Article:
The HuffPost UK
Boris Johnson’s ‘close friend’ Jennifer Arcuri suddenly changed her company’s UK registered address as MPs question whether the government should have given her a £ 100,000 taxpayer-funded grant .
The Hacker House address went from what appeared to be an indescribable apartment building in Macclesfield to a prime property on Fleet Street in London, as MPs investigated the conflict of interest allegations in the House of Commons on Wednesday.
Shadow Culture Secretary Tom Watson told HuffPost UK that the change of address in Companies House records would set off “even more alarm bells” about the “mystery” of how the company received the money.
It comes after questions were raised as to whether the company was even eligible for the grant, which was aimed at “British” companies.
A report in Sunday Times said the address used to apply for the grant was a UK-based property that was no longer associated with Arcuri.
Responding to an urgent question in the Commons on Tuesday, Digital Minister Matt Warman insisted there was “no reason to believe there was anything untoward” about the grant, and said pointed out that the company “is a business with a UK telephone number”.
But on Wednesday, calls to the phone number were answered by a woman with an American accent who said she was based in California.
Watson said: ‘If there wasn’t enough mystery as to how this company ended up with £ 100,000 of government money, the sudden change of registered address will trigger even more doorbells. alarm.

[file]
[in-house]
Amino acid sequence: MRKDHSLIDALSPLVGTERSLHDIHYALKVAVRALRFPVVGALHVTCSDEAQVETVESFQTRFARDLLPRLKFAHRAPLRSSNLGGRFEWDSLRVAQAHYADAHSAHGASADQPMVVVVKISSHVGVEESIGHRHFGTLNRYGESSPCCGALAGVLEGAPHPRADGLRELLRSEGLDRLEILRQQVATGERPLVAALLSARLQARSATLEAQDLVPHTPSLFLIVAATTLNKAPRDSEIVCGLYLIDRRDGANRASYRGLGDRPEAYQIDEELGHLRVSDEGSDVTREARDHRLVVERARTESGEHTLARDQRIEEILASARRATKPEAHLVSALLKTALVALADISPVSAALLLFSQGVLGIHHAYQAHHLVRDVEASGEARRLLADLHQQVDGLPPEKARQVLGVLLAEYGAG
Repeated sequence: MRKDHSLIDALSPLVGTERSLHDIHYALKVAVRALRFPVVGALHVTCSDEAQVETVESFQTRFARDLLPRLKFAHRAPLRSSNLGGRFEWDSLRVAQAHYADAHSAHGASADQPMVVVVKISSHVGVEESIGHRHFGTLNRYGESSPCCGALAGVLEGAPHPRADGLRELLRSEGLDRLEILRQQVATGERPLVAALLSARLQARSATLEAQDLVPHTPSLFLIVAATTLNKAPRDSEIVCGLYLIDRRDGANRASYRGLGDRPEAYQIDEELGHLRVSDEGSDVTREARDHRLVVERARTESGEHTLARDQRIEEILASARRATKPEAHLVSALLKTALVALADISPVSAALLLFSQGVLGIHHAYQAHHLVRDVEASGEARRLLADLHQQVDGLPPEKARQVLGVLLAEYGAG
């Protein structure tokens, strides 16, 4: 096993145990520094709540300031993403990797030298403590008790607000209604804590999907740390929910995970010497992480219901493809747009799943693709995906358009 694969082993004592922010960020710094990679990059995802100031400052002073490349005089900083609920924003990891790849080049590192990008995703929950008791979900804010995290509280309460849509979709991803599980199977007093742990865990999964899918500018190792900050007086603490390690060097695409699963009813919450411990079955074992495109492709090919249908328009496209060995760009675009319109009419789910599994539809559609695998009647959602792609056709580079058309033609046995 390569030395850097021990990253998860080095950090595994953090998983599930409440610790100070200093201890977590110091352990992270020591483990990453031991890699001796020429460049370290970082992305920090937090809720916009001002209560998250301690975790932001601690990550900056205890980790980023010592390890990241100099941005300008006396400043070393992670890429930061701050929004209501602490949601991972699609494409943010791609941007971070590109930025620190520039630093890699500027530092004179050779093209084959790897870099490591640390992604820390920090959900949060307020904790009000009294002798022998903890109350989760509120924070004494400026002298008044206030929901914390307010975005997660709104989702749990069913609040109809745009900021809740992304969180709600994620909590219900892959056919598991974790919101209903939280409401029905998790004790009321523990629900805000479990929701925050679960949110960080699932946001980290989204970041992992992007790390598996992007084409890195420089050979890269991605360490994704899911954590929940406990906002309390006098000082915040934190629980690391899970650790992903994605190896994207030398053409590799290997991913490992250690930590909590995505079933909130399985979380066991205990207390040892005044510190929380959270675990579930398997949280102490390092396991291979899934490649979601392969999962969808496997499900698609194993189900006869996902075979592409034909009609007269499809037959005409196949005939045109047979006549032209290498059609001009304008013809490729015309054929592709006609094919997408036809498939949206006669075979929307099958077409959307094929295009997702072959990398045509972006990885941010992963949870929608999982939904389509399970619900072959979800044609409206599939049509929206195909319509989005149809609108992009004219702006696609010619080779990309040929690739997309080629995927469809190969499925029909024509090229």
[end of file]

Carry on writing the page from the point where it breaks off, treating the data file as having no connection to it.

“We urgently need to know what the UK presence is for this company and how it came to acquire this huge government grant. “
The new London address of Hacker House is a ‘virtual office’ on Fleet Street above an M&S take-out food store in central London, half a mile from St Paul’s Cathedral.
Google Street View
Ned Simons / HuffPost UK
Ned Simons / HuffPost UK
He rents the space to Regus, a coworking company that rents offices or even a single mobile hot-desk by the hour, day or month.
Customers don’t need to physically use the building if they don’t want to – but can register there to receive mail delivery.
Hacker House was not on the handwritten tally of companies renting office space in the building. But it was listed on Regus computer systems.
The Department of Digital Culture, Media and Sports (DCMS) is investigating the circumstances surrounding the grant.
Johnson said “everything was done with convenience” while mayor of London, and declined to clarify the nature of his relationship with Arcuri, and declined the opportunity to deny any allegations in the Sunday report. Times.
Arcuri, 34, told the Sunday Times in a statement: “All grants received by my companies and any trade missions I have been on were purely related to my role as a legitimate businesswoman.”
The newspaper reported that another Arcuri-owned company – Innotech – first received £ 10,000 in sponsorship from London & Partners, the mayor’s promotion agency, in 2013.
A further £ 15,000 was reportedly paid in 2014 as part of a government scheme designed to encourage foreign entrepreneurs in the UK.
Then his Hacker House business received a £ 100,000 cyber skills grant from DCMS earlier this year.
Hacker House has been contacted for comment.